After calling himself a “recovering Catholic,” a pejorative term if ever there was one, I had to wonder. Would Mack during a public meeting have characterized any other religion as something from which one needed to recover, as from a disease? I can’t imagine that, just because it was said with a “kidding, not kidding” smile, the jab went over the head of every one of his other four Committee colleagues, as well as the five school department employees in attendance during the Zoom meeting. Yet nobody called Mack out.
Mack said he checked in with Catholic churches in town. His discovery: that Good Friday is NOT a holy day of obligation, a fact he relayed with something close to glee, as if he’d caught out the Catholic church in an as-yet undocumented mortal sin.
Data point: “holy days of obligation” isn’t terminology that most Christian denominations use. It doesn’t mean those days aren’t sacred to the non-Catholics who observe the string of religious days. But why did Mack hold up the Catholic Church as the standard, a denomination that according to the Pew Research Center makes up only about 20% of Christians in the United States? Why weren’t other religious leaders in town consulted?
Craig argued that removing the day would be fine, “As it’s not associated with part of Holy Week or Easter for the folks who are Christian and celebrate, but Good Friday is not a day that would be expected to be off.”
Such a full recovery has Mack made from the disease of Catholicism that he’s forgotten that Good Friday is, indeed, a part of Holy Week. But hey, if Mack wants to make holy days of obligation the standard for which Christian holidays should be “given” off, then look out—there are generally half a dozen per year that fall on a weekday. Sometimes more.
Anyway, what “expectations” as identified by Mack have to do with anything, I’m not sure. I thought what the School Committee was trying to do during this meeting was ascertain what was important to the community, something Eizenberg touched on.
“I understand the importance of gathering data and feedback and all these things, but does it then become the population size, or are we somehow in the position of gauging a holiday’s import? Short of getting rid of everything—which is still sort of problematic because Christmas is a federal holiday—I’m not sure what criteria we come up with. To me, folks who have come forward and said how it feels to not have their holidays acknowledged and observed is sort of more compelling to me in a way than numbers or an attempt to rank holidays by import.”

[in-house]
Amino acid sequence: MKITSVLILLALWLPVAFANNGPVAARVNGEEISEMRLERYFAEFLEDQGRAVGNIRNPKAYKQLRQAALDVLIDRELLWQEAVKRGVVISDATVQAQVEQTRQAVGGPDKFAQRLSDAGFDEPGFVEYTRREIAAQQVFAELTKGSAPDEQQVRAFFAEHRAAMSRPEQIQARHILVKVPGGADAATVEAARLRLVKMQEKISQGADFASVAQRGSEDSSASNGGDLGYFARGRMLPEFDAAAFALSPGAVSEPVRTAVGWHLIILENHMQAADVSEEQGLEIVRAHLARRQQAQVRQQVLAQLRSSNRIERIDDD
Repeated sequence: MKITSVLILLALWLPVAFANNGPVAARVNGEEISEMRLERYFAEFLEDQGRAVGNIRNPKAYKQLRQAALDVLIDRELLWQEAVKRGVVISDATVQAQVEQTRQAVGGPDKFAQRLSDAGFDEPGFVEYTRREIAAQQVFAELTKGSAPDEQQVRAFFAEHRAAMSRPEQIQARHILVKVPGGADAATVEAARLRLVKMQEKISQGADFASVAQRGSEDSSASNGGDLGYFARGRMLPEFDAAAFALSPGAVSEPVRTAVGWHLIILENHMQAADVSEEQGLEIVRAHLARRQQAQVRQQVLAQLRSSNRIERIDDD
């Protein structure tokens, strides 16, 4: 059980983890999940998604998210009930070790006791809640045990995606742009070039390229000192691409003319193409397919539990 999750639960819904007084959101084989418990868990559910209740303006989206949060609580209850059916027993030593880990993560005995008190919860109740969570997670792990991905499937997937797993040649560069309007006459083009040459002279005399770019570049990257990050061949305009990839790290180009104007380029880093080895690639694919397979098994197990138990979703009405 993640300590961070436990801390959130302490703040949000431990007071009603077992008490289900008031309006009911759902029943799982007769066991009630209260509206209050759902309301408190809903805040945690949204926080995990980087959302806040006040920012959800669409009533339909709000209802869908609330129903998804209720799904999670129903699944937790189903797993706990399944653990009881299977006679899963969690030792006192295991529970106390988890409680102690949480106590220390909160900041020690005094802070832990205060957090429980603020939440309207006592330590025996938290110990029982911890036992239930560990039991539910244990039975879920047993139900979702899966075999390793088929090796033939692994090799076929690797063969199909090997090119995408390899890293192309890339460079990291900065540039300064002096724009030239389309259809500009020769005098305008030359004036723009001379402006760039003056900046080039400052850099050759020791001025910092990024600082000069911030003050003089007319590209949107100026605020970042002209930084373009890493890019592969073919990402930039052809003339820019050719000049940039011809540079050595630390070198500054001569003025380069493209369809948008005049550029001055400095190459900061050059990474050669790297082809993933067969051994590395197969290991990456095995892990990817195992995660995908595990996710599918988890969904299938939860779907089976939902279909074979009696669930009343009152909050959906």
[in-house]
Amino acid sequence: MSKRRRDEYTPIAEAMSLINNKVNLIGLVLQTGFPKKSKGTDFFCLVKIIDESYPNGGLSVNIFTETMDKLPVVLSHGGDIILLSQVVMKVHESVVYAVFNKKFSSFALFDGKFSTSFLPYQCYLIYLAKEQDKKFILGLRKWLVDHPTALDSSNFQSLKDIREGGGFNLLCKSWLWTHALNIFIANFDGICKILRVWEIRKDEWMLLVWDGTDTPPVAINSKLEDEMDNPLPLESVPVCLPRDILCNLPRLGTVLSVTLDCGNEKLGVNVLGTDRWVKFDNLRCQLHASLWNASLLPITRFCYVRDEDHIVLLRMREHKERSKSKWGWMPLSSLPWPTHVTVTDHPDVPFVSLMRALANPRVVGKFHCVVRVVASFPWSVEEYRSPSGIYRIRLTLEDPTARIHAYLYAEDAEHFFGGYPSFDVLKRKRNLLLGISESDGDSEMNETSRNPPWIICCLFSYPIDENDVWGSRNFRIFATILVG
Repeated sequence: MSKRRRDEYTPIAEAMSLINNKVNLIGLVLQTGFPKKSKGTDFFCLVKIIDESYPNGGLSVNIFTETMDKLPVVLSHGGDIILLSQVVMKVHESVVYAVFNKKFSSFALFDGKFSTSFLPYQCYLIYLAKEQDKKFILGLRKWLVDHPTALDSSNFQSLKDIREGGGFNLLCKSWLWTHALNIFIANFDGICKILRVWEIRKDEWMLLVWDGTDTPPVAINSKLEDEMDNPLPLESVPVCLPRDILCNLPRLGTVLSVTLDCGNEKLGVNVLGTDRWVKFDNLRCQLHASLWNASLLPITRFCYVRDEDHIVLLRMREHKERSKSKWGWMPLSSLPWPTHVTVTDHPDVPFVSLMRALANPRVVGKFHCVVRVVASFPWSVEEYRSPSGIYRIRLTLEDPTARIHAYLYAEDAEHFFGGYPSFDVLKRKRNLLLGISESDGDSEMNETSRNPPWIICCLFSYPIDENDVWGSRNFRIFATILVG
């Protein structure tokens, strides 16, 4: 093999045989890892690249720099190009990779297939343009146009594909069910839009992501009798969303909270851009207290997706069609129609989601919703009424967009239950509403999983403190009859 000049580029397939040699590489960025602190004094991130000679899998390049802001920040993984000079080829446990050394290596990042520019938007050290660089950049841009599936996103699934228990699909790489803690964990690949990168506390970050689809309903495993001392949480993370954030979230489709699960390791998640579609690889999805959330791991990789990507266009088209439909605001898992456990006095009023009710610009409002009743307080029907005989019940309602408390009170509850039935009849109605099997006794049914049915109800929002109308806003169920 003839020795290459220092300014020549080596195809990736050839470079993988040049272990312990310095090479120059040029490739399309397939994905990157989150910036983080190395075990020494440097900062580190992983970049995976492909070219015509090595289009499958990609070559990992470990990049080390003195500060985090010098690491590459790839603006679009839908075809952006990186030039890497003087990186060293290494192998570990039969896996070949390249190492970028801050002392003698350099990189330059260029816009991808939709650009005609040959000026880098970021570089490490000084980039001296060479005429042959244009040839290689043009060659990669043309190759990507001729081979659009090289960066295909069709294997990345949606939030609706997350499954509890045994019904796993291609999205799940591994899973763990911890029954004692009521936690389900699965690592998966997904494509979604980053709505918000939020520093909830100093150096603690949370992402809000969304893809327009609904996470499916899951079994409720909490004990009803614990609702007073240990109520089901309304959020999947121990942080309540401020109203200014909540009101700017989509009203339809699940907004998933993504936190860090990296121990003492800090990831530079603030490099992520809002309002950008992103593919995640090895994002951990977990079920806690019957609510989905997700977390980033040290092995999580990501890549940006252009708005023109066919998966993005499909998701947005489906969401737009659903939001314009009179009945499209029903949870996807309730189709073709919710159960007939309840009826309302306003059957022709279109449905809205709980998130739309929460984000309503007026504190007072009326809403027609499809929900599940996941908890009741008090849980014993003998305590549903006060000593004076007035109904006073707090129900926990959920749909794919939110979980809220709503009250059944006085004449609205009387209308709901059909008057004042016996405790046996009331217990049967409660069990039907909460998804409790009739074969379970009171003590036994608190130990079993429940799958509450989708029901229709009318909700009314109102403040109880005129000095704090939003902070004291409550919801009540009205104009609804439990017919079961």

Christina Horner, who said she was “pleasantly surprised” by the diversity of comments that the Committee received, advocated for looking at adding religious holidays to the school calendar through a lens of equity, diversity, and belonging. “I’m feeling like yes, it would be nice to continue the conversation, but we do have a deadline. And also, I feel as if we wait, we are basically reinforcing a message that the Christian and the Jewish holidays are the only ones that are going to matter. That does not sit well with me…I can’t sit with it.”
In the end, the majority of the School Committee members stood with Horner, and voted to add three holidays to the 2024-25 academic calendar.
Here’s how the voting went:
A first motion was made by Mirick, seconded by Chow, to go with Option A (which did not include the addition of any new holidays, and kept Rosh Hashanah, Yom Kippur, and Good Friday as days off)
That vote went as follows:
- Mirick, yes
- Eizenberg, no
- Chow, yes
- Horner, no
- Mack, no
Option A did not pass.
Next, a motion was made by Mack, seconded by Horner, to go with Option D (which includes the addition of Diwali, Lunar New Year, and Eid al-Fitr, and the retention of Rosh Hashanah, Yom Kippur, and Good Friday)
That vote went as follows:
- Horner, yes
- Mirick, no
- Eizenberg, yes
- Chow, no
- Mack, yes
During ending remarks, Mack said the work on the matter of holidays and observances is expected to continue going forward and thanked everybody saying, “The input and the discussion and the respectful nature, I’m very proud of our community because we got so many respectful perspectives. So thank you, everyone.”